FMCSA hack causes fear of possible phony med cards

Updated Feb 1, 2018

They hacking of the Federal Motor Carrier Safety Administration’s online registry of DOT-certified medical examiners continues to cause concerns and inconvenience for examiners and drivers.

A story by News Editor James Jaillet in our sister site Overdrive this week says:

Drivers’ private medical information likely was not at risk in a recent hack of the Federal Motor Carrier Safety Administration’s online registry of DOT-certified medical examiners. But if any information regarding examiners was stolen, specifically their license number, there could be potential for bogus medical certificates to be issued, according to interviews with several DOT-certified medical examiners.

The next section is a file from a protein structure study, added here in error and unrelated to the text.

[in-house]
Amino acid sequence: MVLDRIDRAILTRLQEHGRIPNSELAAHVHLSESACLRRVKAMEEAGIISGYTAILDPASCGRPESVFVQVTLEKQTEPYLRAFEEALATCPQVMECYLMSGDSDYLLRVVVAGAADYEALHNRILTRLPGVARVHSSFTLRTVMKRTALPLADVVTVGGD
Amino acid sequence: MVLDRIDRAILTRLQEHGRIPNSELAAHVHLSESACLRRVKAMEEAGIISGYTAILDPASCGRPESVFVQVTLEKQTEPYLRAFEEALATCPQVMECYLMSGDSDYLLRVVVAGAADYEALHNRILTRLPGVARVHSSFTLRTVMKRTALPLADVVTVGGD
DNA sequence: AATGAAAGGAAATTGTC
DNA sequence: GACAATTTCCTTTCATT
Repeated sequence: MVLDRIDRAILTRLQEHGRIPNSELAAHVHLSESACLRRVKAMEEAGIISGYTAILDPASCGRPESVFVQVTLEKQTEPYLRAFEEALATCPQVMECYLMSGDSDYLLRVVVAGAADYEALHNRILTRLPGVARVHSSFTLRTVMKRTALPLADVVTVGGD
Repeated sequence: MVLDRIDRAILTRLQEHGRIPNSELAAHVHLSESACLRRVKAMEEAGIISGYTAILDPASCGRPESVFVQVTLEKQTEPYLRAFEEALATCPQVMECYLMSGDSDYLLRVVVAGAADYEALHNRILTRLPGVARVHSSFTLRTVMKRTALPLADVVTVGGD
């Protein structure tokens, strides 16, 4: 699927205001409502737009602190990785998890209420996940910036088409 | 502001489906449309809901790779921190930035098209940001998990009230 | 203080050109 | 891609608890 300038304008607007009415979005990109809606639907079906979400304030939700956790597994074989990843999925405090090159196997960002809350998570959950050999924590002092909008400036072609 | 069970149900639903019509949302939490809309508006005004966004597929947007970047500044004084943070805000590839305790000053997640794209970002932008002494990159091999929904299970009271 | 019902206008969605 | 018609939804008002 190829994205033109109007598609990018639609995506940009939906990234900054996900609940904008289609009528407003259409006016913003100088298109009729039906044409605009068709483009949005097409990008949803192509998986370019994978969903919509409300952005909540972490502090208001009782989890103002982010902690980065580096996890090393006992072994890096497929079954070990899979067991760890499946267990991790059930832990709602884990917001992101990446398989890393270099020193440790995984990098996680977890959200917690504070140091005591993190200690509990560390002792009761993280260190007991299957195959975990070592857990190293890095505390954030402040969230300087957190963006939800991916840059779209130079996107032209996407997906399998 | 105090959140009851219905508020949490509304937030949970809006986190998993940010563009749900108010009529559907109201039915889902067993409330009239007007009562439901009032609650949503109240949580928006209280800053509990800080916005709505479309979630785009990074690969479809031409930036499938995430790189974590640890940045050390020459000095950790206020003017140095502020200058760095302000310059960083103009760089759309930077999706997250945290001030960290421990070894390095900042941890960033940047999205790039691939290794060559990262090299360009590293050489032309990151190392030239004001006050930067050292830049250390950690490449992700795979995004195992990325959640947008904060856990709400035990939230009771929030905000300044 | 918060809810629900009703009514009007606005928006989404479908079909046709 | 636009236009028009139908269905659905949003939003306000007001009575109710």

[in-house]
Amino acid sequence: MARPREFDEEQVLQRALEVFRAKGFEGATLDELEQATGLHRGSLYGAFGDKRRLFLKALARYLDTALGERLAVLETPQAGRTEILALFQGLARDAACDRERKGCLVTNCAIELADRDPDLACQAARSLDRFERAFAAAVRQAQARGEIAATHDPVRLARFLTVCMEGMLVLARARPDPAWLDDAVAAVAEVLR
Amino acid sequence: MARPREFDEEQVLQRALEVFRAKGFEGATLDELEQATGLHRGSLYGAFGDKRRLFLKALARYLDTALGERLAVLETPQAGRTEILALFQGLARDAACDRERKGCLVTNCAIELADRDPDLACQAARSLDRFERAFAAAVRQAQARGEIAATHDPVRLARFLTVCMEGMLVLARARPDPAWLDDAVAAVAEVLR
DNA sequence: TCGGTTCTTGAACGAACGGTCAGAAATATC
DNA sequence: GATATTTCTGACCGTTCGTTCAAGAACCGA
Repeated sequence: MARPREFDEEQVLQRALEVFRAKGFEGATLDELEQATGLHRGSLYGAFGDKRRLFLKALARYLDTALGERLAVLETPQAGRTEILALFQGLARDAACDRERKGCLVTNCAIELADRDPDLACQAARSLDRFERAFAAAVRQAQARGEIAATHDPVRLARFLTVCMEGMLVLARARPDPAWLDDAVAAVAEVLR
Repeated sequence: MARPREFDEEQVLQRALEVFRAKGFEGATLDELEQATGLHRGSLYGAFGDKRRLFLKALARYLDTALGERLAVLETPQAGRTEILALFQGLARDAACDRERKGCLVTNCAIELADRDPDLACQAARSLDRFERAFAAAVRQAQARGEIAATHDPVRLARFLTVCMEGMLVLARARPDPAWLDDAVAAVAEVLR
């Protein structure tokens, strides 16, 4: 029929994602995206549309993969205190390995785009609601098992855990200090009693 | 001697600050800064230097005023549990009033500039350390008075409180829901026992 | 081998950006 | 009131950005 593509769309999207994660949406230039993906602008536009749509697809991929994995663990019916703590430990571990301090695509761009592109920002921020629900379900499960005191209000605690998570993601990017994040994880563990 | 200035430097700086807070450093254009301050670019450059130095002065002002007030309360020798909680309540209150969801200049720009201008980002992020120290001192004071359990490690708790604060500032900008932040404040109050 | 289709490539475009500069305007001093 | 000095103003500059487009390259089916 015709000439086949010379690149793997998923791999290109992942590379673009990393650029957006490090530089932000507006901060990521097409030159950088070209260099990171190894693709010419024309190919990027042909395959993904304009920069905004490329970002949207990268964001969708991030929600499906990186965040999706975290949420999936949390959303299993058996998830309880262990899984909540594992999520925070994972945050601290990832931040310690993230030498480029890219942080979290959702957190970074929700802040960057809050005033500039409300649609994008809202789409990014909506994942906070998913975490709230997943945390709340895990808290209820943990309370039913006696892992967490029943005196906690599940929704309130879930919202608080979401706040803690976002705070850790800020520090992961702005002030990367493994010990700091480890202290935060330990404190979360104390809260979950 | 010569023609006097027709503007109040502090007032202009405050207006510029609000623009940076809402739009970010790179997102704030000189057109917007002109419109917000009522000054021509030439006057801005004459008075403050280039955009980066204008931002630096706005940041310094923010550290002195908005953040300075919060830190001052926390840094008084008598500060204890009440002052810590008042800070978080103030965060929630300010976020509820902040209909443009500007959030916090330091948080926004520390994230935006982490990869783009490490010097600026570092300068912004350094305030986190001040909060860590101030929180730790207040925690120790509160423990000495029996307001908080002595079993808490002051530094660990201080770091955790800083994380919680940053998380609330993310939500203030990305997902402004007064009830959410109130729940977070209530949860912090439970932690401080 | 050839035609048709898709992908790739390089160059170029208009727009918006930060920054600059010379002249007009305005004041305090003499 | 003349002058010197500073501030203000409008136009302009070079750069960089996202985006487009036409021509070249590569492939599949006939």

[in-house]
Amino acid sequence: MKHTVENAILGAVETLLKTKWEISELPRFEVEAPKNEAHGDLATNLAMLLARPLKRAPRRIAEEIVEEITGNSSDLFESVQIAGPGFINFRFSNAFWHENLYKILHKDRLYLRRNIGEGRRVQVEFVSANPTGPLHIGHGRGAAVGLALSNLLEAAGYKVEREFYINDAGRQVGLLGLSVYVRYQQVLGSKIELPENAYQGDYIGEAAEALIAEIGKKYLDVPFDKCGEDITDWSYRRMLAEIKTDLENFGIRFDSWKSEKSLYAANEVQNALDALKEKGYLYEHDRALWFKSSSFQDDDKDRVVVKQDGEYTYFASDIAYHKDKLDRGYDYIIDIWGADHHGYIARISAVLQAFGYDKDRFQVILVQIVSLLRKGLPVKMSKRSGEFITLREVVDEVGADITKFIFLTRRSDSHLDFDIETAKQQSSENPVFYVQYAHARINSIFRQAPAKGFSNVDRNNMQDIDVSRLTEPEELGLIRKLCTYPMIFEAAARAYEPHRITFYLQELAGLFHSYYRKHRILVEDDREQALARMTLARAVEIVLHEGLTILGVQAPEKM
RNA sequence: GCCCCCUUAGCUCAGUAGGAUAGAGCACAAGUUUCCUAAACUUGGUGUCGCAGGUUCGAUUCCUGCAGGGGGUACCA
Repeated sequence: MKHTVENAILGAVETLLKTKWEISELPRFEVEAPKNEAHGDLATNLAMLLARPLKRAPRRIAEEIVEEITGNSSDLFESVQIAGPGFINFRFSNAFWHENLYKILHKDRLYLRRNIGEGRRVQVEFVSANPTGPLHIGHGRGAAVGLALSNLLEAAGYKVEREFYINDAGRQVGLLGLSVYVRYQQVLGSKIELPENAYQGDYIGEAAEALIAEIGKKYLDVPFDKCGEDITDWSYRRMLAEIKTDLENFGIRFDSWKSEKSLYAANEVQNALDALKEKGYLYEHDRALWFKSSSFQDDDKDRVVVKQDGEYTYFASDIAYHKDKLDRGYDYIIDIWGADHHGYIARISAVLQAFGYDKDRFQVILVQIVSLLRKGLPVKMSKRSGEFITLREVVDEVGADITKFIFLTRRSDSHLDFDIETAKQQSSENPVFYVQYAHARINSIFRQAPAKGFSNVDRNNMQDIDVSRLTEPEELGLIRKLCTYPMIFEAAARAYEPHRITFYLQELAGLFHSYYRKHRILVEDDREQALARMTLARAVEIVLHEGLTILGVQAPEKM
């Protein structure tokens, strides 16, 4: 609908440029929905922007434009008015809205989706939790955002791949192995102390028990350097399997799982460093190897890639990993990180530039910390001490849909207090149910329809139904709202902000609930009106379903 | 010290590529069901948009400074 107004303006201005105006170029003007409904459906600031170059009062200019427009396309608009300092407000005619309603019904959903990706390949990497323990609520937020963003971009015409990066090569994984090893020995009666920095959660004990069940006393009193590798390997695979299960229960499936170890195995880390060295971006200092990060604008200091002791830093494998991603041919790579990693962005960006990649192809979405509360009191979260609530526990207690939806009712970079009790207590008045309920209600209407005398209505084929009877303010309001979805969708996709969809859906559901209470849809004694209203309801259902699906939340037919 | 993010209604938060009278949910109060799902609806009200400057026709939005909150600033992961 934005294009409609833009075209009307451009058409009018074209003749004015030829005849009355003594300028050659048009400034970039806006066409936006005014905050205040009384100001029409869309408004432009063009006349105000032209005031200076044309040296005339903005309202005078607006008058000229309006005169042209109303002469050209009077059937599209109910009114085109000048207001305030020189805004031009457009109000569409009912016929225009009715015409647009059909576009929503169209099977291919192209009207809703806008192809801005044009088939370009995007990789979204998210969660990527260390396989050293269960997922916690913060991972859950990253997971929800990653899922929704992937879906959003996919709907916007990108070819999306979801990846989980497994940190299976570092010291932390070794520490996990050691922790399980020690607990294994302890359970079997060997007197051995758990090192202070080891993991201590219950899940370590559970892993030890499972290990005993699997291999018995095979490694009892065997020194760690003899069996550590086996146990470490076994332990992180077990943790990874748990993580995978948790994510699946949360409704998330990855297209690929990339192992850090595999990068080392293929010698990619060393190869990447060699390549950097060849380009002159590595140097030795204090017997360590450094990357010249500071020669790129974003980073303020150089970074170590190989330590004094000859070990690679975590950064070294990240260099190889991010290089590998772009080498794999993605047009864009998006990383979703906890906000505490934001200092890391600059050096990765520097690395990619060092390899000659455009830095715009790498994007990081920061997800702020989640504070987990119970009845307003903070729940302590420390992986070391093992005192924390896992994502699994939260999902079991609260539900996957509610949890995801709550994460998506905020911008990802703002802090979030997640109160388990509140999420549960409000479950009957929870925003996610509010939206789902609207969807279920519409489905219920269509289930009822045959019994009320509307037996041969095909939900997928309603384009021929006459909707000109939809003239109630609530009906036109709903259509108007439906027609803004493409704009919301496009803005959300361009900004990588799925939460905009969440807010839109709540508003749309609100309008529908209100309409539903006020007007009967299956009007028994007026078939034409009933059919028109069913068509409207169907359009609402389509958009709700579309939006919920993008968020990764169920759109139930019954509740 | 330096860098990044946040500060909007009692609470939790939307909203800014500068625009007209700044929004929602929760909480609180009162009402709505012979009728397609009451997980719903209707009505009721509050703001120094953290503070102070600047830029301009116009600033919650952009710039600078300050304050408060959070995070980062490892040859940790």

The agency earlier this month said “there was no evidence of exposure of the personal information of drivers, medical examiners or motor carrier operators,” but the agency refuses to answer questions from Overdrive seeking to confirm whether FMCSA still sees no evidence of stolen data. Agency spokesperson Sharon Worthy, to whom Overdrive has sent repeated queries in recent weeks, also has refused to answer questions about how drivers can find medical examiners while the site is down and whether the outage has caused disruptions in the issuance of medical certificates. Worthy has also refused to answer questions about the nature of the hack and what data might have been at risk of exposure.

While there should be no issues for drivers during roadside inspections, the hack is worrying some medical examiners who fear their information could be used to create phony medical cards. Some examiners are also seeing a building backlog of completed exams that cannot be uploaded to the FMCSA system.

Read Overdrive’s complete coverage of the hacking.